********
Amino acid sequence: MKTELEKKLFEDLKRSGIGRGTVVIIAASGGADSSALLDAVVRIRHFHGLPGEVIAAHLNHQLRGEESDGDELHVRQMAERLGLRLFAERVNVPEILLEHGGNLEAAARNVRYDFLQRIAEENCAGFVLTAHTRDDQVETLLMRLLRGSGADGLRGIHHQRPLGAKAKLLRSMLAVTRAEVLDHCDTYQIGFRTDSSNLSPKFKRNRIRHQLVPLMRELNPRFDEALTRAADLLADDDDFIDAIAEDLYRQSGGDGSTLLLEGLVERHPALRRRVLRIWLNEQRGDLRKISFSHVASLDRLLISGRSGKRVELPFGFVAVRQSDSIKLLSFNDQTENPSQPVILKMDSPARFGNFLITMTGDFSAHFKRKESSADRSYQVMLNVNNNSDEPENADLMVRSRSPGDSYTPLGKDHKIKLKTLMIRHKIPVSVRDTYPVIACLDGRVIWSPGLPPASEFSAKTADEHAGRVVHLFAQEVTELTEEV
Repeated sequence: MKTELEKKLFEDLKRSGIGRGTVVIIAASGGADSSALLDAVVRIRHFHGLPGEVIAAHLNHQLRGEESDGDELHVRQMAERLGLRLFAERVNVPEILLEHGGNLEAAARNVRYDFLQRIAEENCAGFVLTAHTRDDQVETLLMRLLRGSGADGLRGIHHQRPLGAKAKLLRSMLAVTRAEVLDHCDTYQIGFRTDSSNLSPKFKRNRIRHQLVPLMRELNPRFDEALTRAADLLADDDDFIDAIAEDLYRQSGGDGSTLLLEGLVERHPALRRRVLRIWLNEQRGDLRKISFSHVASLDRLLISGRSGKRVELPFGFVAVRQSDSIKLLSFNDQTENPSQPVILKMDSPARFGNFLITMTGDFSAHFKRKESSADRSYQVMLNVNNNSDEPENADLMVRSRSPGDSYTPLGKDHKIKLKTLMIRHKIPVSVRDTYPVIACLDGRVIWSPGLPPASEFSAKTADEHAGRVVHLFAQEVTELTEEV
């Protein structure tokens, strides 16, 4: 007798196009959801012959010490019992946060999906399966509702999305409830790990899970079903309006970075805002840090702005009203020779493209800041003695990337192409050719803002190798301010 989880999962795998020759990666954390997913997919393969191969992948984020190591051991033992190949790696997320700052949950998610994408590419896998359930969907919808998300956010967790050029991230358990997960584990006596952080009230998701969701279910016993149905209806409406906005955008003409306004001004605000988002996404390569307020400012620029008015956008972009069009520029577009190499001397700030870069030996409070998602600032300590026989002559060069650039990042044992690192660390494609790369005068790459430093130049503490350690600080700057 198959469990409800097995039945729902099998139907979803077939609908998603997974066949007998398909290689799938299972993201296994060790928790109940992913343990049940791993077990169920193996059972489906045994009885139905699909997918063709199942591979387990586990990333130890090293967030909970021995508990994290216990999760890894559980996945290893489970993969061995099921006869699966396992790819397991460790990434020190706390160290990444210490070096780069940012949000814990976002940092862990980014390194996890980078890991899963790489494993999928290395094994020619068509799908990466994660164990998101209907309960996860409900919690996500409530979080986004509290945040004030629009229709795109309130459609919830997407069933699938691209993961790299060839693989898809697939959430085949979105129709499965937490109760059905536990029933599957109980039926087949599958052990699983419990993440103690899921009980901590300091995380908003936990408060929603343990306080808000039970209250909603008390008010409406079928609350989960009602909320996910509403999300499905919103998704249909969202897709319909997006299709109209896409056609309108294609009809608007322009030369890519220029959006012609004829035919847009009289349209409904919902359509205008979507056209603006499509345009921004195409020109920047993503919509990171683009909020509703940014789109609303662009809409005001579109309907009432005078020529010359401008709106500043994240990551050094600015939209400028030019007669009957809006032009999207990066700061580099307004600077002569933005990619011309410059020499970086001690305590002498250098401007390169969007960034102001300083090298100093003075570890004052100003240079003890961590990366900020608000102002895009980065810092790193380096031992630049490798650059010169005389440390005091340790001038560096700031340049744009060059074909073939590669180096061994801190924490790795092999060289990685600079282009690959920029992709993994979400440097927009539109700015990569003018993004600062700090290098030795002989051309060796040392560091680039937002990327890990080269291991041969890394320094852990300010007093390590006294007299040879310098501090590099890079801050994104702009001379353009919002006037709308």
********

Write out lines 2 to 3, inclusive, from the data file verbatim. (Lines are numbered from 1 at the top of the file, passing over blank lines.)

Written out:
Repeated sequence: MKTELEKKLFEDLKRSGIGRGTVVIIAASGGADSSALLDAVVRIRHFHGLPGEVIAAHLNHQLRGEESDGDELHVRQMAERLGLRLFAERVNVPEILLEHGGNLEAAARNVRYDFLQRIAEENCAGFVLTAHTRDDQVETLLMRLLRGSGADGLRGIHHQRPLGAKAKLLRSMLAVTRAEVLDHCDTYQIGFRTDSSNLSPKFKRNRIRHQLVPLMRELNPRFDEALTRAADLLADDDDFIDAIAEDLYRQSGGDGSTLLLEGLVERHPALRRRVLRIWLNEQRGDLRKISFSHVASLDRLLISGRSGKRVELPFGFVAVRQSDSIKLLSFNDQTENPSQPVILKMDSPARFGNFLITMTGDFSAHFKRKESSADRSYQVMLNVNNNSDEPENADLMVRSRSPGDSYTPLGKDHKIKLKTLMIRHKIPVSVRDTYPVIACLDGRVIWSPGLPPASEFSAKTADEHAGRVVHLFAQEVTELTEEV
């Protein structure tokens, strides 16, 4: 007798196009959801012959010490019992946060999906399966509702999305409830790990899970079903309006970075805002840090702005009203020779493209800041003695990337192409050719803002190798301010 989880999962795998020759990666954390997913997919393969191969992948984020190591051991033992190949790696997320700052949950998610994408590419896998359930969907919808998300956010967790050029991230358990997960584990006596952080009230998701969701279910016993149905209806409406906005955008003409306004001004605000988002996404390569307020400012620029008015956008972009069009520029577009190499001397700030870069030996409070998602600032300590026989002559060069650039990042044992690192660390494609790369005068790459430093130049503490350690600080700057 198959469990409800097995039945729902099998139907979803077939609908998603997974066949007998398909290689799938299972993201296994060790928790109940992913343990049940791993077990169920193996059972489906045994009885139905699909997918063709199942591979387990586990990333130890090293967030909970021995508990994290216990999760890894559980996945290893489970993969061995099921006869699966396992790819397991460790990434020190706390160290990444210490070096780069940012949000814990976002940092862990980014390194996890980078890991899963790489494993999928290395094994020619068509799908990466994660164990998101209907309960996860409900919690996500409530979080986004509290945040004030629009229709795109309130459609919830997407069933699938691209993961790299060839693989898809697939959430085949979105129709499965937490109760059905536990029933599957109980039926087949599958052990699983419990993440103690899921009980901590300091995380908003936990408060929603343990306080808000039970209250909603008390008010409406079928609350989960009602909320996910509403999300499905919103998704249909969202897709319909997006299709109209896409056609309108294609009809608007322009030369890519220029959006012609004829035919847009009289349209409904919902359509205008979507056209603006499509345009921004195409020109920047993503919509990171683009909020509703940014789109609303662009809409005001579109309907009432005078020529010359401008709106500043994240990551050094600015939209400028030019007669009957809006032009999207990066700061580099307004600077002569933005990619011309410059020499970086001690305590002498250098401007390169969007960034102001300083090298100093003075570890004052100003240079003890961590990366900020608000102002895009980065810092790193380096031992630049490798650059010169005389440390005091340790001038560096700031340049744009060059074909073939590669180096061994801190924490790795092999060289990685600079282009690959920029992709993994979400440097927009539109700015990569003018993004600062700090290098030795002989051309060796040392560091680039937002990327890990080269291991041969890394320094852990300010007093390590006294007299040879310098501090590099890079801050994104702009001379353009919002006037709308």